June 10, 2019
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Boeing invested $14 billion in Washington state in 2018

The total impact of The Boeing Company in Washington is hard to measure, but numbers released from 2018 were able to quantify the company's direct financial investment: $14 billion.

Employees: The biggest single category of investment was in its employees. Boeing spent more than $8.5 billion on payroll for its workers in Washington. That includes wages and the 2018 bonus that employees received. The average wage in Washington state last year totaled more than $124,000. That is more than $60,000 higher than the average wage for Washington residents.

Washington suppliers: Boeing spent more than $5 billion on suppliers in Washington, buying components from 1,500 suppliers and vendors in nearly every corner of Washington state.

Charity: Employees of Boeing, retirees, and the company itself contributed more than $50 million to community organizations. Boeing focuses its own charitable investments in Washington on education, workforce development, veterans and the environment. However, Boeing also matches cash donations its employees make to nonprofits, and also matches the hours employees spend volunteering at local nonprofits. In 2018, employees volunteered 250,000 hours at Washington nonprofits, which resulted in more than $2.5 million in cash contributions to those organizations.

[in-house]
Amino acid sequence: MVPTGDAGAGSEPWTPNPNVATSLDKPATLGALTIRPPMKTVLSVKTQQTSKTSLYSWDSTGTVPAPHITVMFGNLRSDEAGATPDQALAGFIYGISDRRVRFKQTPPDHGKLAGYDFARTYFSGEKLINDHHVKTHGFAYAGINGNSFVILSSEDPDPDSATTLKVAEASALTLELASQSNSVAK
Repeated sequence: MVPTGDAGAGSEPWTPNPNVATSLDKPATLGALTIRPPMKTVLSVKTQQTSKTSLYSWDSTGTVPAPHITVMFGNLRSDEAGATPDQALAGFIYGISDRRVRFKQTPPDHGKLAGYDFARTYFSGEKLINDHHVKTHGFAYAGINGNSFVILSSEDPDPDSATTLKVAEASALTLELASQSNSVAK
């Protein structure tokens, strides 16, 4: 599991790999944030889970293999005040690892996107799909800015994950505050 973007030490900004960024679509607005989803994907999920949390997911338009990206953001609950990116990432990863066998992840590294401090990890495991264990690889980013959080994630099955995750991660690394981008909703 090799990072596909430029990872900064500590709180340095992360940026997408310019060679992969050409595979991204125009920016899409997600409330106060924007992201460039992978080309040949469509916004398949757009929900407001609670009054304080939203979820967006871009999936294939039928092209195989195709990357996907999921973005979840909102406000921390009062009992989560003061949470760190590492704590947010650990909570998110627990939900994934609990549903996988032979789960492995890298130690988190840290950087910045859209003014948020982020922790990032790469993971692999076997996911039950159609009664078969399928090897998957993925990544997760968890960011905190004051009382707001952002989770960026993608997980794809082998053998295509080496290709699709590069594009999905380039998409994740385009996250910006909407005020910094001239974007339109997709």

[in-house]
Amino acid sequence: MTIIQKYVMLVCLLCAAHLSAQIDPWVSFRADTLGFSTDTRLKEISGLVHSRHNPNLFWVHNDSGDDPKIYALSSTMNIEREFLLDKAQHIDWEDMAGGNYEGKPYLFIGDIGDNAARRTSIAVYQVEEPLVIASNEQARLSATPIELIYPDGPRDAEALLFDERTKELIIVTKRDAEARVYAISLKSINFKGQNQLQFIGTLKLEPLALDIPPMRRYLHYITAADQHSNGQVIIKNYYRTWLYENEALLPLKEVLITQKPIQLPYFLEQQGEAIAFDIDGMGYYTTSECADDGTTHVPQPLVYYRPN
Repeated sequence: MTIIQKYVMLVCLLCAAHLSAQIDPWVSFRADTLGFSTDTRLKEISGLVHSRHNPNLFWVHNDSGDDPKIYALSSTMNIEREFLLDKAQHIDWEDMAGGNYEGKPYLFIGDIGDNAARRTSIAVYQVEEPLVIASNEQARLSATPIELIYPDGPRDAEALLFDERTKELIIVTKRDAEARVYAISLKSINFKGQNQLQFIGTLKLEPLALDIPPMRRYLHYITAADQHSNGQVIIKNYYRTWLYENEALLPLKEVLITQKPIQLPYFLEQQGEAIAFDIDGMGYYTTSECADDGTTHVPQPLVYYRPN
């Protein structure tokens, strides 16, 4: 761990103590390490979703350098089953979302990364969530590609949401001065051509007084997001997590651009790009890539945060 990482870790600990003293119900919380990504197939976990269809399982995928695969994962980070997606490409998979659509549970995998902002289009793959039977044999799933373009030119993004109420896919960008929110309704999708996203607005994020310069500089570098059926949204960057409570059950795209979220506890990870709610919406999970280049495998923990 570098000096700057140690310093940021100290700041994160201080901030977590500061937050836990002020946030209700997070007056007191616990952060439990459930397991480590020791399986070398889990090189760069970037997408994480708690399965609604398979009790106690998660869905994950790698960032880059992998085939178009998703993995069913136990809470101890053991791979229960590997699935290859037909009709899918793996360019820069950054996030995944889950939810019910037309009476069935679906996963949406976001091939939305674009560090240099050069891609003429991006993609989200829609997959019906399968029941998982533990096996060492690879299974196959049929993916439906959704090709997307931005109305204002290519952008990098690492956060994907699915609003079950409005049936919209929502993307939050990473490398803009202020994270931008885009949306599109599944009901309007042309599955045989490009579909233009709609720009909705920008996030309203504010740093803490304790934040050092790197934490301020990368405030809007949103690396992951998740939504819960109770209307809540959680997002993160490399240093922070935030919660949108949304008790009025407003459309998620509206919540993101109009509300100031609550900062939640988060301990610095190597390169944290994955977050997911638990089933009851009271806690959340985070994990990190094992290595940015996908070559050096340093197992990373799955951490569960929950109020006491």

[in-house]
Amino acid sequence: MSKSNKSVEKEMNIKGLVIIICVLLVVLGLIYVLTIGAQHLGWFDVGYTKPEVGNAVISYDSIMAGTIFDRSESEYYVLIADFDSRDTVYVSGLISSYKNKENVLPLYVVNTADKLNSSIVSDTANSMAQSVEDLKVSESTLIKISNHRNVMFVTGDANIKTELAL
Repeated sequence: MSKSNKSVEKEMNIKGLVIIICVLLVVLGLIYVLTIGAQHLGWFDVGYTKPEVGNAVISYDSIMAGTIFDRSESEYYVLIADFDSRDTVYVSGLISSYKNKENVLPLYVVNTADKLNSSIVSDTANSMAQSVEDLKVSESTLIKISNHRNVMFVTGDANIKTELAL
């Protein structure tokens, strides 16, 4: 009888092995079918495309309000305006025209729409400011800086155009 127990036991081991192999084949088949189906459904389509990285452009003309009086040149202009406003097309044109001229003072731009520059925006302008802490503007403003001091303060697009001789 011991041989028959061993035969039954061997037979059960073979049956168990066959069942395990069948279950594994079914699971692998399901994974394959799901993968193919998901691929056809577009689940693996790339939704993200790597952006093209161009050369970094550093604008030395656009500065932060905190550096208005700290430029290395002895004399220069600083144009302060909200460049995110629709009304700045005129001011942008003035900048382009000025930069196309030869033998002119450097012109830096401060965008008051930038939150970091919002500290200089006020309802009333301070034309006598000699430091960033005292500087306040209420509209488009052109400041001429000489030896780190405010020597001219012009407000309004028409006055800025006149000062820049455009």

Capital investments: Boeing invested more than $600 million in new facilities and equipment, as well as upgrades. That includes factory work in Everett, Renton and other sites.

Employee education: The company's Learning Together Program provides tuition assistance for Boeing employees to attend college or university. The company invested $31 million last year in helping its employees pursue higher education.

Learn more about Boeing's investments in Washington.

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By Edmund O. Schweitzer III and Jay Timmons

Manufacturers are in the business of building solutions. When we see a need to be filled or a problem to be solved, manufacturers go to work innovating and making the products that improve our daily lives. But we don't stop there. When we see our nation facing a challenge, we don't just call on our legislators to fix it; we also provide solutions.

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Read the full op-ed in The Wenatchee World
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